Milan v Inter Post-Match Comments [Oct 7 2012]

Milan v Inter Post-Match Comments

Welcome back San Siro Milan, how we’ve missed you.

Christian Abbiati showed that much like this Milan team, when you most believe in him, he’s going to come back with a horrible error.  In the third minute, he misjudged another cross to the far post. Walter Samuel’s header saw the Rossoneri behind 1-0. At this point Inter began to protect their lead, and Milan were put in the obvious position of having to score a goal. The stakes were set early, and Allegri knew what he had to work with, but in the end, the performance from the team lacked any sort of cohesion or urgency.

intermilanderbyoctober12 01 Milan v Inter Post Match Comments

Milan v Inter first-half positioning

Let me clarify that screaming at the referee for missed calls, general incompetence or lack of consistency does not count as urgency. That’s desperation, and that is what this squad is at this moment in time – desperate.

Once his influence waned up top, Allegri opted to move Emanuelson to LB, his first appearance at LB in a competitive match since the January fixture against Inter. Another sign of the desperate times was the formerly annual (now ever match) ritual of sending Mario Yepes forward and lobbing balls from the left side in vain. Nevermind that the Inter defense are aerially sound, or that they were packed deep and centrally, Milan kept knocking on the door in the same way for most of the match to no avail.

Milan attacked up the left side, like they have for the past season or so. During the latter part of last season, and continuing into this season, the more dependent Milan are on their left flank, the more predictable their play becomes, and the easier it is to defend. The results support this, as Milan’s three wins this year have come when they’ve distributed their attacking directions more equally as opposed to overloading the left flank.

Screen Shot 2012 10 07 at 5.28.05 PM Milan v Inter Post Match Comments

Attack Directions – Milan left, Inter right

Once they reached the left side of the pitch, often via a long ball from Montolivo, Milan tried to drive at the Inter defense, however due to their deep-set positioning, Milan were unsuccessful. Milan pushed the visitors back into their own half for most of the match, and they were content to sit back and absorb this pressure.

Screen Shot 2012 10 07 at 5.33.16 PM Milan v Inter Post Match Comments

Areas of action.

They were forced to settle for shots outside the box (one of which was wrongly disallowed), and also looked to break on the rare occasions Inter ventured out of their own half. Those counter-counter attacks by Milan were some of their most dangerous plays, yet it seems by and large Allegri hasn’t coached this team into a counterattacking side, which they should be. The quality to play possession football deep in the oppositions half is well and good as far as aesthetic possibilities go (since they need the ball to do something spectacular with it – champagne football indeed) however, in practice, the current Milan tactical setup have seen them struggle to break down “provincial” sides, especially those content to absorb pressure and counter into Milan’s open spaces.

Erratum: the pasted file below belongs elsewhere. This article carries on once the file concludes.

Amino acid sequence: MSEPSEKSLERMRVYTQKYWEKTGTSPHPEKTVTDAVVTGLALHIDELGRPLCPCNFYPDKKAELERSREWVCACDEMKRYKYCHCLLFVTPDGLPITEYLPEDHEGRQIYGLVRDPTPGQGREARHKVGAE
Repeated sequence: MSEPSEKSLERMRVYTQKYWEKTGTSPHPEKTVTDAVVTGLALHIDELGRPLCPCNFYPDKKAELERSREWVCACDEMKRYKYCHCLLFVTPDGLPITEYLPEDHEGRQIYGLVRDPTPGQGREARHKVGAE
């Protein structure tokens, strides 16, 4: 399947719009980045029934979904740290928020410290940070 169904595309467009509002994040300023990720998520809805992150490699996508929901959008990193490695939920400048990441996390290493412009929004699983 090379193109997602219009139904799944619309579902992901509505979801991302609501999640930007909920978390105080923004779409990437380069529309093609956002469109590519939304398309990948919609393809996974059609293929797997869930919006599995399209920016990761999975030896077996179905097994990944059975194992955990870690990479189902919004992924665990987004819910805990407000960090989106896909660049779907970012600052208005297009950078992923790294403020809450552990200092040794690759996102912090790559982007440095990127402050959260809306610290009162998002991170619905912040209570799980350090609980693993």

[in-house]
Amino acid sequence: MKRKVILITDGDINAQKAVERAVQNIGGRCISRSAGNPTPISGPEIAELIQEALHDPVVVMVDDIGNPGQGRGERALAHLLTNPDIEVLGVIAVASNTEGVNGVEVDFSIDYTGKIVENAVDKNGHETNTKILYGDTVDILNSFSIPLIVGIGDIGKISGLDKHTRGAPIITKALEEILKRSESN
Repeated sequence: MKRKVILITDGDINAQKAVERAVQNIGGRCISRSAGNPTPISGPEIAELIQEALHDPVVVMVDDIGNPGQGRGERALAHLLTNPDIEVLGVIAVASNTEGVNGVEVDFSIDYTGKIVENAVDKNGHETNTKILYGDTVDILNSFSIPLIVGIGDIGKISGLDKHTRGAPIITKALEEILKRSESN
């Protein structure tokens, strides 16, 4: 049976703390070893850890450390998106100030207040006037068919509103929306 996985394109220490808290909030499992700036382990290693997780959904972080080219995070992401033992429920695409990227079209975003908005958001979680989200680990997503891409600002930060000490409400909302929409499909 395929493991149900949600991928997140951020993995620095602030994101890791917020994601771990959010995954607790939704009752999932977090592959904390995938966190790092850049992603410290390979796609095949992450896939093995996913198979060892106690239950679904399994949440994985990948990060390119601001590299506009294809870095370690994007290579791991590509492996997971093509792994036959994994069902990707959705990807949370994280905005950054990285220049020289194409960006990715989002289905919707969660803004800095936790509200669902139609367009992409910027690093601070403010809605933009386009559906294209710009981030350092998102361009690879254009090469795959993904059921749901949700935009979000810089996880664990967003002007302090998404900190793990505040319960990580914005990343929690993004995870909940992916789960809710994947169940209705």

Ultimately, the third minute goal allowed Inter to sit back and play on the counter, and Milan’s already desperate situation was made all the more desperate. In fact, Inter sat so far back, Milan had their best passing performance (only statistically – there was a clear lack of urgency, direction or ingenuity in reality) of the season. This is understandable, considering the low scoring nature of the past few derbies. Inter came out with a plan to “attack with quality” and only with quality, as Antonio Cassano provided a wide outlet, but by and large was contained by Daniele Bonera. With a release valve capable of playing a killer ball, Inter were often given enough time to break out of their defensive positions and rush forward, a quality most exemplified by Javier Zanetti who we’ve come to expect nothing less of.

Were the refereeing decisions poor? Certainly. That being said, however valid the disallowing of a legitimate goal and the waving away of a penalty were, Milan should have been able to overcome the situation nonetheless. Bojan fell with a wide open shot in the box. Pazzini narrowly missed several chances. The clinical edge wasn’t with the Rossoneri today, and their 90% passing meant little consolation. They outshot inter 20-7, however when it cam ego shots on target they only had two more shots (5) on target than the men in blue and black.

The international break should provide some respite for Allegri, who will most likely return to the firing line. A 1-0 defeat is harsh to fire a manager on, and I don’t believe this to be happening, but this certainly is another wagon to join the circle around Allegri, and it doesn’t seem like it will be much longer so long as Milan struggle to get on the scoresheet like they did yesterday.

Statistics provided by WhoScored.com

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About Pete Acquaviva

Pete writes about Milan on this blog. Occasionally other things. You would know which of them it is if you've gotten this far.

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